Finns, Swedes Overwhelmingly Back NATO, Poll Shows

A new Gallup Poll released Friday confirms overwhelming support among Finns and Swedes for their nations’ expected accession to NATO, while their views toward Russian leadership have turned “profoundly negative” as the war in Ukraine rages on.

The survey found that 81% of Finns and 74% of Swedes approve of the alliance’s leadership, while their approval of Russian leadership dipped to a miserly 6% in Finland and 2% in Sweden.

In releasing the survey, Gallup noted that both countries had been cautioned by Russia against pursuing membership in the alliance. Russian President Vladimir Putin has said there would be serious consequences if its two Nordic neighbors were to take that step.

Those threats proved to be largely empty, observers have noted. But Moscow has long warned against NATO expansion and cited Ukraine’s NATO ambitions as one of the reasons for launching an invasion into that country.

The latest Gallup report also included figures on support for U.S. leadership among Finns and Swedes. It found that 62% of Finns and 40% of Swedes approve of U.S. leadership.

Those figures reflect a rise of positive sentiment toward the U.S. in Finland from a year ago but a drop in such sentiments in Sweden. In 2021, the approval for U.S. leadership among the Finns, according to a Gallup Poll, was 52%, 10 percentage points lower than this year.

In Sweden, however, approval of U.S. leadership has dropped from 52% in 2021 to the current 40%. Gallup did not suggest a reason for the drop.

RJ Reinhart, a U.S.-based Gallup analyst and author of the report, told VOA in a phone interview that Scandinavian countries’ approval of U.S. leadership has often fluctuated.

He noted both in the report and in the interview with VOA that the outcome of the war in Ukraine will likely affect opinions in Finland and Sweden of NATO’s leadership, while noting the timeline, trajectory and outcome of the war are hard to pinpoint.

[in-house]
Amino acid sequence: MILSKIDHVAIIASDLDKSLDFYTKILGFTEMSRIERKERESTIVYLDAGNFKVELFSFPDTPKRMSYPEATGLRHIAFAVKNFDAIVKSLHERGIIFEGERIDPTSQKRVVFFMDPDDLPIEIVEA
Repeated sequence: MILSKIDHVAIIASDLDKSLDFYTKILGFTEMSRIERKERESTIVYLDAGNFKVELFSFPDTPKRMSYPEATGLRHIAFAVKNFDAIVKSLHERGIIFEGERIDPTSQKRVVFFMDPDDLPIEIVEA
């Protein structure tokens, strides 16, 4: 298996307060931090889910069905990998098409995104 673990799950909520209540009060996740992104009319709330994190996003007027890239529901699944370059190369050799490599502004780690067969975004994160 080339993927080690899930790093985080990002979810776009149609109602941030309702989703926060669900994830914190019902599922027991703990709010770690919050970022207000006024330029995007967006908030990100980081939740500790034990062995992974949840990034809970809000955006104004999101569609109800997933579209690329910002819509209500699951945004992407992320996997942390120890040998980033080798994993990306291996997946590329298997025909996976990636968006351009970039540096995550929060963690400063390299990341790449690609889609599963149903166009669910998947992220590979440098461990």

What is clear is the finding that Finns’ views of Russian leadership are “nearly universally negative,” with a mere 6% of Finns expressing support for Russian leadership and 92% thinking otherwise.

The report noted that Finns’ disapproval of Russia’s leadership dropped to a similarly low level in 2014, when Russia annexed Crimea.

In Sweden, Russia’s leadership has not enjoyed more than 9% approval for as long as Gallup has been asking the question, the report said. The current approval stands at a mere 2%, with 96% disapproving.

“It is likely that both countries are largely positive about NATO as they see membership as a potential security guarantor against potential threats from Russia,” the report’s author wrote.

Finland and Sweden simultaneously submitted their applications for NATO membership May 18, just months after Russia launched its invasion of Ukraine. The applications followed “thorough debates across their whole societies and with large parliamentary majorities supporting the decision,” NATO has noted.

The two countries were invited to attend the NATO Madrid Summit held the following month in the Spanish capital. Accession protocols were inked July 5 after accession talks had been completed. Those protocols must be ratified by every member of NATO before the two countries can become official members.

The parliaments of Greece and Spain ratified the membership bids Thursday and Portugal’s parliament followed suit Friday leaving only three NATO members still needing to give their approval. Those three are Hungary, Slovakia and Turkey. 

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